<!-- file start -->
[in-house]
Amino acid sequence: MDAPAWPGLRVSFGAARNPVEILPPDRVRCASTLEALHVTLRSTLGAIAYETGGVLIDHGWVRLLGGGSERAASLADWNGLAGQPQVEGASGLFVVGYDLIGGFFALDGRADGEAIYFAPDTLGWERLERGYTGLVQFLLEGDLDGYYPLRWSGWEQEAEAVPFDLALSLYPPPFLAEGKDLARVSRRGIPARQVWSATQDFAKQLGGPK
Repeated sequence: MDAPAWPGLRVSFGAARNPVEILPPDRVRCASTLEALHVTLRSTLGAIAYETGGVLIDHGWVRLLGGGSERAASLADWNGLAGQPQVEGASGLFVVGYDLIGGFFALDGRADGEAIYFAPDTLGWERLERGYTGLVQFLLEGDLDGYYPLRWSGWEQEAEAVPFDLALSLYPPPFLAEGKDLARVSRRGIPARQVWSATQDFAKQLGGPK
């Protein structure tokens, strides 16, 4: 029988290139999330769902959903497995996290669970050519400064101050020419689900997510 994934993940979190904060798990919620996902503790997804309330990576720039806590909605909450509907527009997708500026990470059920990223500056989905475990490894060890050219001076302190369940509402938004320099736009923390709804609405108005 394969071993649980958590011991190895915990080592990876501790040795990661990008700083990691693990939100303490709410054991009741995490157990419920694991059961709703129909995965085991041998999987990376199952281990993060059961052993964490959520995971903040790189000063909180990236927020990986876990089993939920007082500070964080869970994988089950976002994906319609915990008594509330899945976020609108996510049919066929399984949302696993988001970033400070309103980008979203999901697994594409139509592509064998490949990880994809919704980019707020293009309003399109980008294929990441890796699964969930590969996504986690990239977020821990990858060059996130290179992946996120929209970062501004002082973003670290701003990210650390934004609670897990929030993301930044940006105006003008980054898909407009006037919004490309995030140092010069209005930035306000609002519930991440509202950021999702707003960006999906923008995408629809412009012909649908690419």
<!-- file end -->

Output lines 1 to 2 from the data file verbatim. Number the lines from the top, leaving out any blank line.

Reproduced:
[in-house]
Amino acid sequence: MDAPAWPGLRVSFGAARNPVEILPPDRVRCASTLEALHVTLRSTLGAIAYETGGVLIDHGWVRLLGGGSERAASLADWNGLAGQPQVEGASGLFVVGYDLIGGFFALDGRADGEAIYFAPDTLGWERLERGYTGLVQFLLEGDLDGYYPLRWSGWEQEAEAVPFDLALSLYPPPFLAEGKDLARVSRRGIPARQVWSATQDFAKQLGGPK